Of even more concern than the offense is the porous defense. Only one team has surrendered more goals (27) and only three have a worse goals against average (1.50).
The defense has allowed a respectable 10.72 shots per match and 4.00 shots on goal per match (eighth and fifth best, respectively), but combined with their anemic offensive outputs of 9.50 and 3.39 their differentials in both areas are 11th and 12th, respectively.
Compounding those shot deficits is the fact that Onstad was starting to show his age (42) before getting hurt, ranking 14th among qualified keepers in goals against average (1.47) and saving just 62 percent of the shots he faces (only the Union's Chris Seitz has been worse among qualified keepers). This from a player who entered the season as one of MLS's top all-time keepers (his career 1.05 GAA is the best in MLS history).
In Onstad's place the last two matches has been Tally Hall, who has allowed five goals on 12 shots after posting a shutout in his first start of the season on May 22. Combined, the keepers have allowed goals on nearly 38 percent of the shots they've faced, a figure that is worse than all but one team (the Union keepers have allowed goals on about 40 percent of the shots they've faced).
All of this would seem to be good news for the Sounders. After struggling to get shots on goal for much of the season, the Sounders have fired 21 shots on goal (off 39 shots) during their four-match MLS unbeaten streak. They are still only scoring on about 26 percent of their shots on goal (10th best), but the fact that so many more of their shots are on frame is a definite sign of progress.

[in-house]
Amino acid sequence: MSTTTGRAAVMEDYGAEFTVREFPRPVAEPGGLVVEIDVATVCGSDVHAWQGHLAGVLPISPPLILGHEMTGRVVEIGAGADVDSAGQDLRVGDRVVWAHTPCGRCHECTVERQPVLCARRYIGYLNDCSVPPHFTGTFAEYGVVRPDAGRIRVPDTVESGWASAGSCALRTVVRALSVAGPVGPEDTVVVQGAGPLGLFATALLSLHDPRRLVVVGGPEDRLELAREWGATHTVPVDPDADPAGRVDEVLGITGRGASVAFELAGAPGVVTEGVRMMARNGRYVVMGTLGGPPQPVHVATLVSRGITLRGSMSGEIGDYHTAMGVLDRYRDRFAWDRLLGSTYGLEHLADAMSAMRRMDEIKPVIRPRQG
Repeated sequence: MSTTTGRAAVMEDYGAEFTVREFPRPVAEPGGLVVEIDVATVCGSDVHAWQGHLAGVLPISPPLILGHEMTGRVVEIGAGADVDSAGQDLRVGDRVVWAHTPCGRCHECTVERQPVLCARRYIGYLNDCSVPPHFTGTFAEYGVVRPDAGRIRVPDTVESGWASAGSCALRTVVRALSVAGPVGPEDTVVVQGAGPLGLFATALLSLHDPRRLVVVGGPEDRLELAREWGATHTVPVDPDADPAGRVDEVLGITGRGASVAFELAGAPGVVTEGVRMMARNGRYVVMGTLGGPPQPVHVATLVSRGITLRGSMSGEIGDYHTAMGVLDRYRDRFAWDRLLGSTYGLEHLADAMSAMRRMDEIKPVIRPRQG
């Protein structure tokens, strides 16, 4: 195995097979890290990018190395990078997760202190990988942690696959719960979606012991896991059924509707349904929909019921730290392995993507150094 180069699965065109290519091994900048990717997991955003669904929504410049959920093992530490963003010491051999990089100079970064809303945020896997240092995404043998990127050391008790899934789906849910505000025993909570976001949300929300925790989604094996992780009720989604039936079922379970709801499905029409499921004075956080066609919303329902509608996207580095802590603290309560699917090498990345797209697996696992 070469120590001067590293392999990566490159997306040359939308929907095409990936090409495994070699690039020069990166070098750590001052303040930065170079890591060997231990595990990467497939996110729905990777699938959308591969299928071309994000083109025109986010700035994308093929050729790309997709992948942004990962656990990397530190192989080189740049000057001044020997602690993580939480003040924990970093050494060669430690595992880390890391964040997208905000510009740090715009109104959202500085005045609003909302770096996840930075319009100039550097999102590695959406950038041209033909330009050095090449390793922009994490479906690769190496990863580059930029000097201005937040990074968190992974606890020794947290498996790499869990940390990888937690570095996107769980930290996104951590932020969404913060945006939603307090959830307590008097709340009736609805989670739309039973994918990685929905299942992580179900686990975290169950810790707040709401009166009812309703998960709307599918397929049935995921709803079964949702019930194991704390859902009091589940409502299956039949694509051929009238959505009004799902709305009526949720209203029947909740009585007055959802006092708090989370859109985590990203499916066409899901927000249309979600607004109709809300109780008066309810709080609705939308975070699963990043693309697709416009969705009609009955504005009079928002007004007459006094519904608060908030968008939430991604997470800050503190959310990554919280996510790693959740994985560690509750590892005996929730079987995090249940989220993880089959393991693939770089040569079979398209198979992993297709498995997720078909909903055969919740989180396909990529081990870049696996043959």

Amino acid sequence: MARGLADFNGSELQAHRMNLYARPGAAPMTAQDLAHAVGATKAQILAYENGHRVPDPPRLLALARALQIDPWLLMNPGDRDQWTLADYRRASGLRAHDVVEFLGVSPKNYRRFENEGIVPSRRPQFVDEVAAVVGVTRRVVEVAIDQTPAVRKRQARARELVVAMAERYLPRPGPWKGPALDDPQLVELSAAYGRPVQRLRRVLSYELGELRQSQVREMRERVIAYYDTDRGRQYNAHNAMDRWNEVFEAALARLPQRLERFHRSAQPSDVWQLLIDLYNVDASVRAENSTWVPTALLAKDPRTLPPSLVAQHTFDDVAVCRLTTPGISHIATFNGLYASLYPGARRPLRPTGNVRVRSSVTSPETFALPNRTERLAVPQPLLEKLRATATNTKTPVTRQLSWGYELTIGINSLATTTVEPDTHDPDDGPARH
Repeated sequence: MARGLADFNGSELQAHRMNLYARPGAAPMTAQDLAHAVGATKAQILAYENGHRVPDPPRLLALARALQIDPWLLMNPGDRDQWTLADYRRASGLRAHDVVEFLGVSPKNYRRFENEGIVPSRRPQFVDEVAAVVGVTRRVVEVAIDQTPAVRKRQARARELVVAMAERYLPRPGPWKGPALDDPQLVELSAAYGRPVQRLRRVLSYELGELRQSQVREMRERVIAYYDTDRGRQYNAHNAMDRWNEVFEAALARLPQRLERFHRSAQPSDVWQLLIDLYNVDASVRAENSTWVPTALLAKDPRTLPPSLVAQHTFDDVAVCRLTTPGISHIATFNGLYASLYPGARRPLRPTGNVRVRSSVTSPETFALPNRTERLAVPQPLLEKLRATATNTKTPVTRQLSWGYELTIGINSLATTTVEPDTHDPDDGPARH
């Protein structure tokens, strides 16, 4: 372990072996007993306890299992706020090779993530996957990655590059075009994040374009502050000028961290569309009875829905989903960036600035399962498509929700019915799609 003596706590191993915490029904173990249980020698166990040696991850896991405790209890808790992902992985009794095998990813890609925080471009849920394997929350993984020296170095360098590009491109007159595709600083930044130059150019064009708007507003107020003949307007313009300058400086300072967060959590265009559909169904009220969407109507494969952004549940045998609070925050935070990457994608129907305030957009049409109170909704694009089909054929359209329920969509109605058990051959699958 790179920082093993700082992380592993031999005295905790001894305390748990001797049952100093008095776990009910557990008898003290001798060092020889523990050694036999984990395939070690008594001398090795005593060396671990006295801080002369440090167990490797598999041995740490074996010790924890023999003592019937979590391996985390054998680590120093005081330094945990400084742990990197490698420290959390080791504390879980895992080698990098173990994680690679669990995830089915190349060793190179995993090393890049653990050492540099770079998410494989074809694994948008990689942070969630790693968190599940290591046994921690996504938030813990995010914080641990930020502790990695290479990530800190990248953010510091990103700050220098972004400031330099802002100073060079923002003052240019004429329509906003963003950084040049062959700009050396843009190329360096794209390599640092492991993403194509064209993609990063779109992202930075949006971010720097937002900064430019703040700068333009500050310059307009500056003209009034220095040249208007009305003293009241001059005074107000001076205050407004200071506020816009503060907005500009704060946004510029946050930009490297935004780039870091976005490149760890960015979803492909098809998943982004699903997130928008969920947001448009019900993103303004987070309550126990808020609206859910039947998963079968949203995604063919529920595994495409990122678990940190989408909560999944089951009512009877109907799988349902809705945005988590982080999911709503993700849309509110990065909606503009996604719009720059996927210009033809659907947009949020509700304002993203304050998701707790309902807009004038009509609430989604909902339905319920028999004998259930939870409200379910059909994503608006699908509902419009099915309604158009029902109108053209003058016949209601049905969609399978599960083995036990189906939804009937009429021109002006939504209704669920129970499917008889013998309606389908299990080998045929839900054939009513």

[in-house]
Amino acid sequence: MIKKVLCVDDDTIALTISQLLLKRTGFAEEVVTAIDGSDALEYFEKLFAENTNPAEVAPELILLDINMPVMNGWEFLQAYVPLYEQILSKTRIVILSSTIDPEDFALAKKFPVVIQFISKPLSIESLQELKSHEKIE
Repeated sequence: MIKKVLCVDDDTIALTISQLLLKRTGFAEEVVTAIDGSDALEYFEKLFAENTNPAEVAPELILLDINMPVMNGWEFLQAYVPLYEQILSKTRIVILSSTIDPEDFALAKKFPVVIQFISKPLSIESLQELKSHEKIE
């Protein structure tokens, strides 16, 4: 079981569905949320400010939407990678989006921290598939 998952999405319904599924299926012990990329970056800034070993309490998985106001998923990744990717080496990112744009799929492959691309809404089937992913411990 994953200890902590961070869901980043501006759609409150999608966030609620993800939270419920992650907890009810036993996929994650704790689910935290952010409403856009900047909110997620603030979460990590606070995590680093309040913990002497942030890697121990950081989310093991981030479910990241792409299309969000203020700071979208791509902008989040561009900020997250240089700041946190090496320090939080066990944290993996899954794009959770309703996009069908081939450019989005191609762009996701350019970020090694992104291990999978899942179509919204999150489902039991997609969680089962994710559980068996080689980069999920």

Prior to their four-match unbeaten streak, the Sounders were putting just 34 percent of their shots on frame. No team currently puts less than 36 percent of their shots on goal (Houston's 35.7 shots-on-goal percentage is the worst in the league).
The Sounders are also doing a better job of limiting their opponents' opportunities. Only 32 percent of the shots they've faced have been on target, leading to just two goals. Although the 12.5 shots per game they've surrendered during that span is certainly higher than would be desirable, it is worth noting that the bulk of those shots came against Dallas and Colorado (32 shots) both of whom were playing from behind for the bulk of the match.
It's also been no small help that Sounders keeper Kasey Keller has been as sharp as he's ever been in Rave Green. And it's not just the .875 save percentage that has been impressive, it's been the quality of many of those saves. On the rare occasion that opponents have gotten decent looks, Keller has been as reliable as ever.
"Starting from up top, the effort has been there," said Ianni, whose installation as the second centerback coincided with the current run. "Talk about whoever you want to talk about, Fredy Montero, Roger (Levesque), Blaise (Nkufo), Steve Zakuani, Sanna (Nyassi), whoever is on the field has worked very hard to close people down and that's made our jobs a lot easier. Because of that, it's made our jobs a lot easier."